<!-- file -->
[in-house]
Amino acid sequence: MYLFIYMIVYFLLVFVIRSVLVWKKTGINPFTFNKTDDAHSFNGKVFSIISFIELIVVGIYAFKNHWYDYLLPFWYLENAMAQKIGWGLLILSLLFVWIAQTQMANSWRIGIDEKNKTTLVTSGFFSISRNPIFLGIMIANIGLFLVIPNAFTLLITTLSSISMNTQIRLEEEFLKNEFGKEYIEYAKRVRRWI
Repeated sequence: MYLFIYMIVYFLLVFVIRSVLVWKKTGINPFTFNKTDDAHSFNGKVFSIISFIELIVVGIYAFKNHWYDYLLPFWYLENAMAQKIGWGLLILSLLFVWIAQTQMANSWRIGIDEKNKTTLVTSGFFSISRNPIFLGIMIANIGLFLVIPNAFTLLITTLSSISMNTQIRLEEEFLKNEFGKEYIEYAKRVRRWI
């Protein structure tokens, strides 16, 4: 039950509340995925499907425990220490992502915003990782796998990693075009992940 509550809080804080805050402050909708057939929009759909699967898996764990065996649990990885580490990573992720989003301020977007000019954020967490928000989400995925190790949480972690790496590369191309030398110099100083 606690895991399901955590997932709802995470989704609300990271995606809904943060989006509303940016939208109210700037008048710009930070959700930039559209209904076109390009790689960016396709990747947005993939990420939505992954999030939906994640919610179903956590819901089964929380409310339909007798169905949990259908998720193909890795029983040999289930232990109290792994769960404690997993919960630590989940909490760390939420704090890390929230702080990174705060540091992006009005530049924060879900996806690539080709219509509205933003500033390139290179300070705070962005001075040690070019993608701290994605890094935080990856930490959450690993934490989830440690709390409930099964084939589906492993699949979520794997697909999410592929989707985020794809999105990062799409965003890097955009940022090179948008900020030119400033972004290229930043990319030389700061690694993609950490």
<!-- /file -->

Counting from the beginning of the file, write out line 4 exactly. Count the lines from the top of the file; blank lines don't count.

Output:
């Protein structure tokens, strides 16, 4: 039950509340995925499907425990220490992502915003990782796998990693075009992940 509550809080804080805050402050909708057939929009759909699967898996764990065996649990990885580490990573992720989003301020977007000019954020967490928000989400995925190790949480972690790496590369191309030398110099100083 606690895991399901955590997932709802995470989704609300990271995606809904943060989006509303940016939208109210700037008048710009930070959700930039559209209904076109390009790689960016396709990747947005993939990420939505992954999030939906994640919610179903956590819901089964929380409310339909007798169905949990259908998720193909890795029983040999289930232990109290792994769960404690997993919960630590989940909490760390939420704090890390929230702080990174705060540091992006009005530049924060879900996806690539080709219509509205933003500033390139290179300070705070962005001075040690070019993608701290994605890094935080990856930490959450690993934490989830440690709390409930099964084939589906492993699949979520794997697909999410592929989707985020794809999105990062799409965003890097955009940022090179948008900020030119400033972004290229930043990319030389700061690694993609950490």